- The funding and management of costly tech-based personalized learning models continue to be problematic according EdTech: Focus on K-12's coverage of a recent study from the Center on Reinventing Public Education (CRPE). The study suggests that the efforts are hampered by a misalignment between the goals of classroom teachers and the support they receive from their school districts.
- Another recent study on state funding strategies for innovation in education conducted by national education nonprofit iNACOL, revealed that, as of 2018, almost all states have a form of K-12 competency-based education policy and that 18 of those states have comprehensive policies designed to help districts get the resources they need to support personalized learning.
- More funding for these initiatives is now available under the Every Student Succeeds Act (ESSA), specifically under Title IV (Student Support and Academic Enrichment Grants), which received a boost this year, and Title II grants. However, more philanthropic organizations are also offering help and resources for implementation.
While more schools are turning to personalized learning models, the success rate varies widely depending on implementation and support. In many schools personalized learning has strong support in and is effective in changing instruction. As one principal noted, personalized learning is a "paradigm shift that is bottom-up and teacher led." The recent CRPE study, however, looked at 39 schools in 17 cities across the country over a two-year period and compiled some interesting observations about the challenges that face schools trying to implement personalized learning models. Teachers were often faced with the challenge of being tasked with innovation without proper guidance from principals and proper support from the central office.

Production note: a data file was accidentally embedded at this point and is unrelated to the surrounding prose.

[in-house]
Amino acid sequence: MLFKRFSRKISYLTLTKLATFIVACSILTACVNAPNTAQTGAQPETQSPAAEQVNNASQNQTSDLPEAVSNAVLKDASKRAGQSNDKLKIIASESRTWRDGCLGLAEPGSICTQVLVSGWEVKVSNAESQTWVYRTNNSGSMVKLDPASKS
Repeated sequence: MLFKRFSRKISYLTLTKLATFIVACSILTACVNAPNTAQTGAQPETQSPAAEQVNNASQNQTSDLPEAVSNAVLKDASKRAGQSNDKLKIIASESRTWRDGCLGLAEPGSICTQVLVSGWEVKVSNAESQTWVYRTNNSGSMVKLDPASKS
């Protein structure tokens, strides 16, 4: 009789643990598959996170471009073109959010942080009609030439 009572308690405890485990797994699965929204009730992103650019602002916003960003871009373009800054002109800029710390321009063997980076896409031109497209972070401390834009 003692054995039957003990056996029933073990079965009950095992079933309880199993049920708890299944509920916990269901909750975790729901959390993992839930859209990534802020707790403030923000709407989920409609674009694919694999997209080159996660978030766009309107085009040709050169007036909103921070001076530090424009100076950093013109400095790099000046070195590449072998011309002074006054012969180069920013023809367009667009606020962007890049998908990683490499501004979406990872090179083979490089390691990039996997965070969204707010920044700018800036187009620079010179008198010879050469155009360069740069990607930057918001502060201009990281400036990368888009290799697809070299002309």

“For all their promise, the initiatives’ challenges through the first few years of effort underscore the difficulty of innovating inside a system that was never designed for innovation,” the author wrote. The study also offers strategies for building support, seeking out leaders who are prepared to lead innovation, and collaborating with partners, including local charter schools, who are “poised for innovation.”
The good news is that funding sources for such innovation are more available through the increased flexibility of ESSA funds, which provide opportunities not only for increases in educational technology resources, but also for professional development and training in implementation of those resources. Looking at how other states are funding innovation may inspire some new ideas on the issue. EdSurge has created a guide to examine what personalized learning looks like in each state. While the promise of personalized learning has so far shown some success and attracted philanthropic interests, the sketchy implementation of the model has some experts wondering how long this support will last. While school districts can seek this support, it may be that building local partnerships would pay off better in the long run.